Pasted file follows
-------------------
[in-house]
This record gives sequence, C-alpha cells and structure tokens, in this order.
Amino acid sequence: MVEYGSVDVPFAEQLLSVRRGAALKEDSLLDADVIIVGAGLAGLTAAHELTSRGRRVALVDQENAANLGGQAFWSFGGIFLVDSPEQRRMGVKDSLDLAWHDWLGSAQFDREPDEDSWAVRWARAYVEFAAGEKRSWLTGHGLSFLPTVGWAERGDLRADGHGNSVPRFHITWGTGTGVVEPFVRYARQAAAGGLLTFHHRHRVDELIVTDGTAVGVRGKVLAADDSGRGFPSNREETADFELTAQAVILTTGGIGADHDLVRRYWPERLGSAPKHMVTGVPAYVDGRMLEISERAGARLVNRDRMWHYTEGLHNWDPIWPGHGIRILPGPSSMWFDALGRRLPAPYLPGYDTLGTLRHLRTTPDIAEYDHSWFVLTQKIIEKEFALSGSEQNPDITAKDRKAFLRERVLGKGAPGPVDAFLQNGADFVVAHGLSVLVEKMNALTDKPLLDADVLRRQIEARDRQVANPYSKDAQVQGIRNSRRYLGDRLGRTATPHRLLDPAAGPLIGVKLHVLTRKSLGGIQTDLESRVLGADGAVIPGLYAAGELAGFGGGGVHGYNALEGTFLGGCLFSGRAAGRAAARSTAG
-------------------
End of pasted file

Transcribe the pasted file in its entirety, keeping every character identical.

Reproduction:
[in-house]
This record gives sequence, C-alpha cells and structure tokens, in this order.
Amino acid sequence: MVEYGSVDVPFAEQLLSVRRGAALKEDSLLDADVIIVGAGLAGLTAAHELTSRGRRVALVDQENAANLGGQAFWSFGGIFLVDSPEQRRMGVKDSLDLAWHDWLGSAQFDREPDEDSWAVRWARAYVEFAAGEKRSWLTGHGLSFLPTVGWAERGDLRADGHGNSVPRFHITWGTGTGVVEPFVRYARQAAAGGLLTFHHRHRVDELIVTDGTAVGVRGKVLAADDSGRGFPSNREETADFELTAQAVILTTGGIGADHDLVRRYWPERLGSAPKHMVTGVPAYVDGRMLEISERAGARLVNRDRMWHYTEGLHNWDPIWPGHGIRILPGPSSMWFDALGRRLPAPYLPGYDTLGTLRHLRTTPDIAEYDHSWFVLTQKIIEKEFALSGSEQNPDITAKDRKAFLRERVLGKGAPGPVDAFLQNGADFVVAHGLSVLVEKMNALTDKPLLDADVLRRQIEARDRQVANPYSKDAQVQGIRNSRRYLGDRLGRTATPHRLLDPAAGPLIGVKLHVLTRKSLGGIQTDLESRVLGADGAVIPGLYAAGELAGFGGGGVHGYNALEGTFLGGCLFSGRAAGRAAARSTAG